Tuesday, August 28, 2007

Music Control Languages: Criteria


A few months ago I investigated control languages for MIDI and OSC data as part of an arts research project. I thought it might be useful to share this work with anyone else interested in programming audio.

Currently I use Reaktor to create my own software instruments, sequences, audio control signals and music generators. But in this instance I require an open source and free product, so that any of my development can be easily shared. I require support for my primary operating system, Windows XP, butalso needed compatibility with LINUX and Mac OS X for the widest deployment possibilities. With these criteria in mind, I was ready to evaluate possible solutions.

In order not to get buried under hundreds of possibilities I decided to disallow graphical-only products. The reason is that I need fine-grained control and the ability to replicate objects programmatically. Reaktor and other graphics-based applications are deficient in this regard. Though you can easily group any number of functions as an "object", and subsequently duplicate these, you have a problem if you need to make a change. Rather than make a change to one object and have it reflected in all instances, all copies must be changed manually.

In other words I need an object-oriented environment, not just something that looks like objects but does not fully partake of the OOP paradigm.

My goal is to build a control system for a sound installation. This needs to process environmental data in real time, converting this to some sort of signal flow (MIDI, OSC, serial data stream). Hence any product that is not mature and stable enough to run for days unattended does not qualify. Efficiency is also a concern. The fewer system resources (RAM, drive space, processor speed) required, the better.

All of the products discussed in this series of articles meets these criteria unless otherwise noted. (Though I remark in passing that the stability and efficiency requirements are harder to pin down than the others.)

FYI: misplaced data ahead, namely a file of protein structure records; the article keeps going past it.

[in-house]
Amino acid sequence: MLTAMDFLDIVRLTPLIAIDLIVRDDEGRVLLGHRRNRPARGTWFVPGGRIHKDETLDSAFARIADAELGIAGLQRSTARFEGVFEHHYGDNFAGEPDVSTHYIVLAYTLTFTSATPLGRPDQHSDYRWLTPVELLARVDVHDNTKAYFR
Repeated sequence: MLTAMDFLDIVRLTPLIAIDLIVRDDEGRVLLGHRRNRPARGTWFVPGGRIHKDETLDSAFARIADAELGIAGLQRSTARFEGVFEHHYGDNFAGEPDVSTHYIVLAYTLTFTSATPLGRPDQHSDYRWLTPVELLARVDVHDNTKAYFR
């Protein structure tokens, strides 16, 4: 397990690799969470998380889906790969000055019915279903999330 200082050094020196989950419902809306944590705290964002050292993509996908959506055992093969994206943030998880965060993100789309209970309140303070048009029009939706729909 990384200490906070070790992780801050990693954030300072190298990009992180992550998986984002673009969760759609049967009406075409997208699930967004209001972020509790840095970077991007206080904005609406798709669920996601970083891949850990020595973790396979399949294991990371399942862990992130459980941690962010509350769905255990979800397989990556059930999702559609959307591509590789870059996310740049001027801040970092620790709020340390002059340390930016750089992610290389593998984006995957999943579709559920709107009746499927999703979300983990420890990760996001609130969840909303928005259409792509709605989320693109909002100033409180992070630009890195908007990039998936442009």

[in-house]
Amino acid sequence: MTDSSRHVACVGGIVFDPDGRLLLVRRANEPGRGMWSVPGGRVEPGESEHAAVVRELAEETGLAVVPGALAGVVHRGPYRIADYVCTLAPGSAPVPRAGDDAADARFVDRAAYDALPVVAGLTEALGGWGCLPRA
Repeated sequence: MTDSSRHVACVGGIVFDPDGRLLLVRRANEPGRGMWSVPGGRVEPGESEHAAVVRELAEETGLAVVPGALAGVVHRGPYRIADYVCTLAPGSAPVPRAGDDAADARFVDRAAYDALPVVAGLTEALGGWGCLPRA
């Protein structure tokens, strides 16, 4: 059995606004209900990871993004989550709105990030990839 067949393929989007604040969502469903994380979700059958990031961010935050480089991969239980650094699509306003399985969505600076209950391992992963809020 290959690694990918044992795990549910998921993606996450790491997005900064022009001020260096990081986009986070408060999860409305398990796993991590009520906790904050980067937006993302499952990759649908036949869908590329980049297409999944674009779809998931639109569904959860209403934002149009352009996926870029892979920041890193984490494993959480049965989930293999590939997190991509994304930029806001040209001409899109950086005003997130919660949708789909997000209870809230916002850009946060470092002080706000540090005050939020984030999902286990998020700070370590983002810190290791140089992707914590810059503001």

In addition, there were further criteria in the "nice to have" category.

The language should be powerful, expressive and easy to read. I am used to Python, which reads more or less like pseudo-code. Anything too abstruse now seems like a waste of time. Remembering that the end product is an aesthetic product, I do not want to use any tool that too severely shunts aside the artistic side of my creativity.

A strong user community with helpful documentation, examples, and so on helps a newbie not only get started but continue in the right direction without reinventing the wheel.

I investigated two broad classes of solutions. The first are specialised languages built especially for audio. The second are packages or libraries that give a general-purpose language strong abilities in this specific domain. Since my high-level language of choice is Python, I focused my attention on modules for that language. If I preferred Java or Lisp or Forth or some other language, there would be a myriad of additional solutions.

It turns out that there is some overlap between the two solution categories, since Python can be embedded in specialised tools or used as a higher-level control structure for same. (As it commonly is with Csound, for example.)

In the next article I will look at the specialised audio control languages.

I thank the Arts Council for their support in this research.


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